Apparently in some people (16%?)  the sciatic nerve goes through this muscle rather than under it and it is thought this can lead to a propensity toward the syndrome.


Seated activities such as biking and rowing can cause problems:


When not balanced by lateral movement of the legs, repeated forward movements can lead to disproportionately weak hip abductors and tight adductors.[8] Thus, disproportionately weak hip abductors/gluteus medius muscles, combined with very tight adductor muscles, can cause the piriformis muscle to shorten and severely contract. Upon a 40% increase in piriformis size, sciatic nerve impingement is inevitable. This means the abductors on the outside cannot work properly and strain is put on the piriformis.


Sigh. Every little muscle in the core can cause such problems!



Wednesday, September 14, 2011

Me, doing intervals?

On the schedule from coach today was 1 mile warm up,  6x400 @ 3k pace with 3min jogging recoveries, 1 mile cool down.  My 3k pace is alleged to be around 7:41 m/m or 1:55 per lap.


The track is 2 miles from my house, but I am loath to drive to do running so I went very slowly (11:00 pace) over to the track.


I then did this:


Split Distance Time Pace Ave HR Max HR
1 0.25 1:50 7:20 128 137
- 0.29 3:01 10:24 116 137
2 0.25 1:57 7:48 130 138
- 0.31 3:02 9:47 117 138
3 0.25 1:58 7:52 130 137
- 0.30 3:00 10:00 116 135
4 0.25 1:55 7:40 133 139
- 0.30 3:01 10:03 118 138
5 0.25 1:49 7:16 136 145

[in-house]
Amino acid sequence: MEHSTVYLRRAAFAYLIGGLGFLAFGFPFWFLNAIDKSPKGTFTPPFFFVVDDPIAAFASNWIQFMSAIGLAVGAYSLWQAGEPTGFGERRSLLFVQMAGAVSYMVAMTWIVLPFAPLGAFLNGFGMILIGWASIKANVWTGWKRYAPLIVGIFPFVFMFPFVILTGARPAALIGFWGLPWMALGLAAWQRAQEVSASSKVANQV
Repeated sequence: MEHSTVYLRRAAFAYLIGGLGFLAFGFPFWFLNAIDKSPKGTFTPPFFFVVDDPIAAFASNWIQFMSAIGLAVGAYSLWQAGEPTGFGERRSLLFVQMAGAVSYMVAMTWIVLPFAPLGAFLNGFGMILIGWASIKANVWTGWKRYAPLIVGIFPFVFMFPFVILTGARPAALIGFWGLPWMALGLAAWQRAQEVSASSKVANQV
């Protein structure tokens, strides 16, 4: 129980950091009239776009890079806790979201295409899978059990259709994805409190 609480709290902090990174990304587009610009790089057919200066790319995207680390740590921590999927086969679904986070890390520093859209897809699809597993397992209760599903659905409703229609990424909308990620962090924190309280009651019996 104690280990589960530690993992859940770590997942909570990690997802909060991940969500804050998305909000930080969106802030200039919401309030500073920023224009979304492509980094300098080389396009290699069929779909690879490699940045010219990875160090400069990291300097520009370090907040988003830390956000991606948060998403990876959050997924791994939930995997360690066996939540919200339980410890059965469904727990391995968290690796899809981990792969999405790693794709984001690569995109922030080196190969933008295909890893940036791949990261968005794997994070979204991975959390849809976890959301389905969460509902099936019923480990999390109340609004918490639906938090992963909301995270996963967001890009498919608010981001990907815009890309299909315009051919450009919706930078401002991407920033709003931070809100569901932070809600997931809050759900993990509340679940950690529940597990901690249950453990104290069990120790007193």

- 0.31 3:01 9:43 121 145
6 0.25 1:46 7:04 138 146

(Note: I edited the distances from the Garmin to make the 1/4 mile splits actually  .25 (the garmin says .26 - .27 which is quite a large error). I then recalculated the paces with the true distance. All this is done by a tiny python script that dumps an html table if you want a copy....)

Here's cut of the graph of my HR...the peaks you can get from the table, the rested HRs were around 110 bpm.




I really enjoyed doing these. The first one i went out way too fast, figured it out and then sandbagged it a bit to make the time come out not too fast. The second and third ones I was looking at the stupid garmin pace instead of the seconds and so was late. The forth I figured out to watch the time ;)...For the last two I felt pretty darn good and kicked it up a bit. 


 I jogged an easy 10:30-11:00 pace the two miles back home.


I would NEVER have been able to do this workout without breaking during my year of 8 marathons. 


---


The last 2 PT sessions have gone really well..more about that in another post.

Tuesday, September 13, 2011

Latest MAF test @ 125 bpm

Today 5 miles at base pace was on the schedule from Jill..and it was a cool cloudy morning so I decided to run a MAF test..i.e. run the 5 miles on my usual  flat loop course I use for this, holding 125 bpm (my nominal max aerobic HR). (I do a 1.5 mile warm up before starting the splits)


Here's the results for a month ago, and for yesterday:


8-14-11 9-13-11
09:28 09:16
09:34 09:21
09:33 09:18
09:33 09:17
09:43 09:18

You can see that my paces have improved slightly in the last month. They are as good as they have ever been since I started this kind of testing. As long as you have the same conditions you can see quite small improvements with this testing method without racing.